Congratulations to Davi Thornton, winner of the 2015 feminist scholarship award
Congratulations to Tasha Dubriwny and Vandhana Ramadurai, winners of the 2014 feminist scholarship award
Call for Editor of Women's Studies in Communication, see below
Special Issue Call on Black Feminist Thought for Departures in Critical Qualitative Research, submissions due July 3, 2015, see below
The Organization for Research on Women and Communication (ORWAC) promotes dialogue, discussion, research, and scholarship concerned with women, feminism, gender, oppression, and social change. ORWAC is a Western States Communication Association (WSCA) affiliate, publishes a journal: Women’s Studies in Communication, and sponsors programs at the WSCA convention.
- A subscription to Women’s Studies in Communication
- Receipt of a biannual newsletter
- A voice in managing the business affairs of ORWAC
- Possible financial support for WSCA convention programs involving guest speakers
- An invitation to the annual ORWAC reception at the WSCA convention
Call for Editor Applications for Women’s Studies in Communication
The Organization for Research on Women and Communication (ORWAC) invites applications for editor of its journal, Women’s Studies in Communication. Published for nearly forty years, the journal remains the leading outlet in the communication discipline for diverse feminist scholarship, providing a forum for research, reviews and commentary that advance our understanding of the relationships between communication and gender. WSIC is topically and methodologically inclusive, publishing manuscripts from all perspectives in sub-fields of communication. Reflected throughout the journal are commitments to publishing the finest scholarship that is innovative, risky, and incisive and encouraging the development of new voices and new projects that may challenge conventional communication studies scholarship.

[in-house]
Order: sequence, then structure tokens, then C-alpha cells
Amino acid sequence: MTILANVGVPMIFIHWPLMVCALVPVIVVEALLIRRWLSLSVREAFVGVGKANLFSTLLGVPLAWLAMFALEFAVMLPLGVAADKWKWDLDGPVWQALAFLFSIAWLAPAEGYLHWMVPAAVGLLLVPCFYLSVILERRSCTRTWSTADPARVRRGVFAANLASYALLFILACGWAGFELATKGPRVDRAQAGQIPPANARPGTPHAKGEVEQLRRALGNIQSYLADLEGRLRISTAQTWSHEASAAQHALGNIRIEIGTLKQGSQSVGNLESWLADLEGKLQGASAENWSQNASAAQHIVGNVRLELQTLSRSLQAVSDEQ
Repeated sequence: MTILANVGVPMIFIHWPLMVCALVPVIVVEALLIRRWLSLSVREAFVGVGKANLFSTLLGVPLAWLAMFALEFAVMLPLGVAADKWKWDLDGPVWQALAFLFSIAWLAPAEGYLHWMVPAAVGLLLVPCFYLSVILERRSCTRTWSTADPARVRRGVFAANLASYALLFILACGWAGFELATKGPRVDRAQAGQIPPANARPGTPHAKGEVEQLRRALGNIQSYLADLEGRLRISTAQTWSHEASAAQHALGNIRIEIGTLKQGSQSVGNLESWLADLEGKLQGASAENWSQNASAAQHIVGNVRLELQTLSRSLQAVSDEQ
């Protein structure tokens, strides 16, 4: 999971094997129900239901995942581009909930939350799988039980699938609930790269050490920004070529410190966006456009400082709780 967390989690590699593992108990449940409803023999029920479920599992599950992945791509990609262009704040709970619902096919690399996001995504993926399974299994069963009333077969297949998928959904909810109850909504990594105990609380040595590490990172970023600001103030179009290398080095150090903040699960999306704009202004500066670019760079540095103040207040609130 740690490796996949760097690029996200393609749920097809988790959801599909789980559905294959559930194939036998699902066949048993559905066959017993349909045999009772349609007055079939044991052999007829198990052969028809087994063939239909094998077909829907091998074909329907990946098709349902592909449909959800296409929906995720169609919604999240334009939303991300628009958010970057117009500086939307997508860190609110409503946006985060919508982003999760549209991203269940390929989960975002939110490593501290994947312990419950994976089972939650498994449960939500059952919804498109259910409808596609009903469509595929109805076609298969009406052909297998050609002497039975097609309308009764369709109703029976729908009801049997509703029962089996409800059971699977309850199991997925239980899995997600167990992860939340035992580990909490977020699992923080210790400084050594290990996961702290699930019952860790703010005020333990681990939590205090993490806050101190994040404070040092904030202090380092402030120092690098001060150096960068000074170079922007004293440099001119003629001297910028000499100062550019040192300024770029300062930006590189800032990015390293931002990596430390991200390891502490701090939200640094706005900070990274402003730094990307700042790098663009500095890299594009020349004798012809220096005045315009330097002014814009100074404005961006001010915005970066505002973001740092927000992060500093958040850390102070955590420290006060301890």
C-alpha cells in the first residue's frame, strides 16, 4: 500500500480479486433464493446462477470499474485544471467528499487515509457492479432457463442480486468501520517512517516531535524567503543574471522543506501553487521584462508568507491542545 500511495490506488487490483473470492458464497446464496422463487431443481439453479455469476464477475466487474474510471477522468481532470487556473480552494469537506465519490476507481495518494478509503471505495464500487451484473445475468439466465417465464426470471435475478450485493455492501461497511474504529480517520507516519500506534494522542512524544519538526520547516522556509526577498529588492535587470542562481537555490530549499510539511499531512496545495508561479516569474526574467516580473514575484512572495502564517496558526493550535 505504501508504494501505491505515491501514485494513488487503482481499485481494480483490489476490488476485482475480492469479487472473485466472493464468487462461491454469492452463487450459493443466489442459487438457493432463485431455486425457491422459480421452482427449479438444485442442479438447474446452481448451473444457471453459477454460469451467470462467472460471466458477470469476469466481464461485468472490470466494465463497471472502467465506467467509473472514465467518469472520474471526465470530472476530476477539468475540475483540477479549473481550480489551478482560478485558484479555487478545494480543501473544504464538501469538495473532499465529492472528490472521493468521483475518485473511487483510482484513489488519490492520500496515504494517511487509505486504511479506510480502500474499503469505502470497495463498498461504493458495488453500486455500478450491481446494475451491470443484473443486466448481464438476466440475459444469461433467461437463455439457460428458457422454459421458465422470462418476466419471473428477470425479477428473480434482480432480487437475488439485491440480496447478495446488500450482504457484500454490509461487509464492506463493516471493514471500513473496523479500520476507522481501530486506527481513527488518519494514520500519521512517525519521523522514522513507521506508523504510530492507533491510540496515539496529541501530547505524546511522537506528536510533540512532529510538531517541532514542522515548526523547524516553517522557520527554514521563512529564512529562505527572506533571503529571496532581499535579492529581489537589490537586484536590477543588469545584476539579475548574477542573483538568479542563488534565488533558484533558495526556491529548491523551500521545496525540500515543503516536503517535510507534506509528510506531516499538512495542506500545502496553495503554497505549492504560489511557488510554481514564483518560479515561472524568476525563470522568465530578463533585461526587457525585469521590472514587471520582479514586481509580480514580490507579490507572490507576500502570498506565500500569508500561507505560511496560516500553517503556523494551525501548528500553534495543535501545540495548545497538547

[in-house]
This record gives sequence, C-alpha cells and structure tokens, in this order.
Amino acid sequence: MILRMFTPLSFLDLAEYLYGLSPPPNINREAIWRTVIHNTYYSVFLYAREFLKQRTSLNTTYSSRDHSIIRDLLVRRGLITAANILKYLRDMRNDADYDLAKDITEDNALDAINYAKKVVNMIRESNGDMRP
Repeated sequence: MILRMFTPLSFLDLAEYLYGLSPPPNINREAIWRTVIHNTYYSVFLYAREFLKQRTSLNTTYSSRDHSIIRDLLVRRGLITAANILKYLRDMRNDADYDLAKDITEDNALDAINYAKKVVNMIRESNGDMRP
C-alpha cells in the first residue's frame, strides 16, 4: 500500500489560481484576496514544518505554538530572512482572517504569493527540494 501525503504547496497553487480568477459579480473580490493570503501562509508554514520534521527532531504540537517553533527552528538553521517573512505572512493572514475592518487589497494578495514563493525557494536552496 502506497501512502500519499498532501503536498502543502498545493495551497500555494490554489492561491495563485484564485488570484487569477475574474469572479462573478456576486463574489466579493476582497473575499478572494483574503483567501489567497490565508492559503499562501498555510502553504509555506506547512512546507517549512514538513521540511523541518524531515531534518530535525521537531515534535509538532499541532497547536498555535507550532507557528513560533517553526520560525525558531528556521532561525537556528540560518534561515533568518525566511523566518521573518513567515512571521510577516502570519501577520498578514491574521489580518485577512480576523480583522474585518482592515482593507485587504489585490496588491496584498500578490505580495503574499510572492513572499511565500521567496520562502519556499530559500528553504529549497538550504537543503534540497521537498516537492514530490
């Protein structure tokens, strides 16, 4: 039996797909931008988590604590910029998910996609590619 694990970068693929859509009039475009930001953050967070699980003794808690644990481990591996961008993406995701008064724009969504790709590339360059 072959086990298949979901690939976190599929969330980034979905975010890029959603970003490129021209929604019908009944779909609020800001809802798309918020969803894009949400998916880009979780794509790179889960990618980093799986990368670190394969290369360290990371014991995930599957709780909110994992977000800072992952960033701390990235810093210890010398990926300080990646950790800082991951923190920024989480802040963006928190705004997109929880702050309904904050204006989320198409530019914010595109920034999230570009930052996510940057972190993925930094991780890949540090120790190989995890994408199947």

Editorship spans Winter 2017 to Winter 2019, which involves the publication of three journal volumes of four issues each (2017, 2018, 2019). The transition between the existing and incoming editor commences Fall 2015 with the incoming editor to begin accepting manuscript submissions January 1st, 2016.
Interested individuals are encouraged to submit the following: a letter outlining her/his philosophy, experience, ability to set up and work with a good editorial board, as well as time commitment, institutional commitment, and curriculum vitae. The WSIC editor is an ex-officio member of the ORWAC Executive Board and also is expected to attend the annual ORWAC/WSCA conference. Also required are a list of three references and a letter detailing institutional support for the position such as release time, computer storage, and minimal postage and copying costs. Applications in electronic format, preferably pdf format, are due April 15, 2015. Following a review of the applications by the ORWAC Executive Committee, interviews will be arranged.
Please forward materials to Dr. Katie Gibson, President, at Katie.Gibson@colostate.edu. For more information please contact Dr. Gibson or Dr. Joan Faber McAlister, the current editor of WSIC at firstname.lastname@example.org.
"Cultivating Promise and Possibility: Black Feminist Thought as an Innovative, Interdisciplinary, and International Framework"
Guest Editor: Rachel Alicia Griffin, PhD, Southern Illinois University at Carbondale
Created by Patricia Hill Collins over 20 years ago, Black Feminist Thought (BFT) has flourished in multiple disciplines including sociology, English, political science, psychology, education, law, history, philosophy, Africana studies, mass communication, and communication studies. Since its inception, BFT has served as a key means to unapologetically center the embodied knowledge of Black women and foster opportunities for Black women to “talk back” to systemic oppression(s). To honor the legacy of BFT and propel its theoretical and methodological significance into the future, this special issue will feature critical, qualitative, and performative works that productively utilize, challenge, and extend BFT.
Essays in this special issue will be characterized by:
- Innovative approaches to critical, qualitative research (e.g., theoretically, methodologically, representationally, aesthetically, etc.).
- Rich, nuanced, and complex insights into and/or applications of BFT.
- Provocative uses of critical and qualitative methods to challenge and extend BFT.